Monday, February 07, 2011

Obstacle to Innovation #3: Information deficit – “We haven’t really done our homework on that”

How often have you seen two camps of people form during creative team meetings?

In one group are managers that demand a penchant for action. If in doubt, they say, fire first then aim.  They represent a whole cohort of managers who were raised, trained, mentored, and rewarded because they focus on action and execution above all else.

The other group claims to be more sensible.  They are the voices of reason.  They resist relying on trial and error. They must first take the time to answer a plethora of questions, consider a cornucopia of options, and gather a ream of data. In fact, this group criticizes the first group as people who “jump into action before they understand what the real problem is.”  To fact-checkers, the action group may be just concocting a solution – probably the first idea they came across – and executing it without even knowing if it actually addresses the underlying problem.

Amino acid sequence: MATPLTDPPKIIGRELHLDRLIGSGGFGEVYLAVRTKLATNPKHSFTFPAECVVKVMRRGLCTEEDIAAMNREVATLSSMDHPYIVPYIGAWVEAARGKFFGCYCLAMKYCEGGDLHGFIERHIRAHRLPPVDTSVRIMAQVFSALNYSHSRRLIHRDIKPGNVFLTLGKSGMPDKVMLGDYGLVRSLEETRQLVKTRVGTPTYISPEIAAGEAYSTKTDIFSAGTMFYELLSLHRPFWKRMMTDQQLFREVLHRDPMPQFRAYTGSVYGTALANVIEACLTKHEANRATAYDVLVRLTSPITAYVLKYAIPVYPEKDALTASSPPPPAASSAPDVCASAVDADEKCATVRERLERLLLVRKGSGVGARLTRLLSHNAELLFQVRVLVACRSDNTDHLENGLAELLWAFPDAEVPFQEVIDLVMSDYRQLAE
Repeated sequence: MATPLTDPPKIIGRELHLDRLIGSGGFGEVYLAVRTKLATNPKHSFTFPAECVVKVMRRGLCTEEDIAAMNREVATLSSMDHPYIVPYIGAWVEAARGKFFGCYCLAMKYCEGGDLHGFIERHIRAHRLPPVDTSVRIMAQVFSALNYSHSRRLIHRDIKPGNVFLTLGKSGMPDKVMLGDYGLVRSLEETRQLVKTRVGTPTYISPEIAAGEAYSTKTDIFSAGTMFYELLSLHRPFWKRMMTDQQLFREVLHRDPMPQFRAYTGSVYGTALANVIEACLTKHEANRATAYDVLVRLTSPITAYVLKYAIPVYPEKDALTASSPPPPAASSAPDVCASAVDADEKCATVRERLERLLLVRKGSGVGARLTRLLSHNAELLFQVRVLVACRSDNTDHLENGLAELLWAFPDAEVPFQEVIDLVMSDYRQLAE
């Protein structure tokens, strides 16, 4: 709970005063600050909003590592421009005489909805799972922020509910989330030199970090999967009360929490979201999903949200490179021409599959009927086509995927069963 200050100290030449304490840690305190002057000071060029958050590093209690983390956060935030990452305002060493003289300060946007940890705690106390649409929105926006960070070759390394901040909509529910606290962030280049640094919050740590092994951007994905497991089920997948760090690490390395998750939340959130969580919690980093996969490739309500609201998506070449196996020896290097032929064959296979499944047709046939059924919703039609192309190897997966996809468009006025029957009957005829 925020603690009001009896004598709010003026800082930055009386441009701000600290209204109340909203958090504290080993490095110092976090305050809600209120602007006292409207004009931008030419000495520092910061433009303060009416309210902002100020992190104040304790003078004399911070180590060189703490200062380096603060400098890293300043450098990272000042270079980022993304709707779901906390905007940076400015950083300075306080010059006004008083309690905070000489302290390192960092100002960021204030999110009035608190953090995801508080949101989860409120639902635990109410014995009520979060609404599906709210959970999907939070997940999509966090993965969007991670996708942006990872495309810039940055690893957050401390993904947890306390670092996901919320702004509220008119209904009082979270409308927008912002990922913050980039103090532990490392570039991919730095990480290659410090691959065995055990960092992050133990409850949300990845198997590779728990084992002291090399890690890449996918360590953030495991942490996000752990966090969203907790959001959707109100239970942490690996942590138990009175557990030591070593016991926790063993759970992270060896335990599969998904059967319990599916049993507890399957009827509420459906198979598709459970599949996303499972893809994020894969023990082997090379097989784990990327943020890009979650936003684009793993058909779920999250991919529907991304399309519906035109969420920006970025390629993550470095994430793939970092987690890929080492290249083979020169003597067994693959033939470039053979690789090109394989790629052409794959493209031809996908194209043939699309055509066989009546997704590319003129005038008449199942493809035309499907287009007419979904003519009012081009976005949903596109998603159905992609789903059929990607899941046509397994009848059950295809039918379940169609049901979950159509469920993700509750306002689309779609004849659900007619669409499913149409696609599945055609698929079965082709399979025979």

As you can guess, this conflict is happening in far too many health, science, and technology organizations.

The N-of-8 process helps address the needs of both groups.

Without the right preparation and planning, a brand team can waste an incredible amount of resources driving down the wrong path. Yet, you can lose valuable time and market position if you allow this obstacle to innovation to avoid the risk and responsibility of innovation.

Like a doctor who must diagnosis before prescribing, treating, or operating, an N-of-8 effort must first define the key questions – then move forward-fast to create the solutions.

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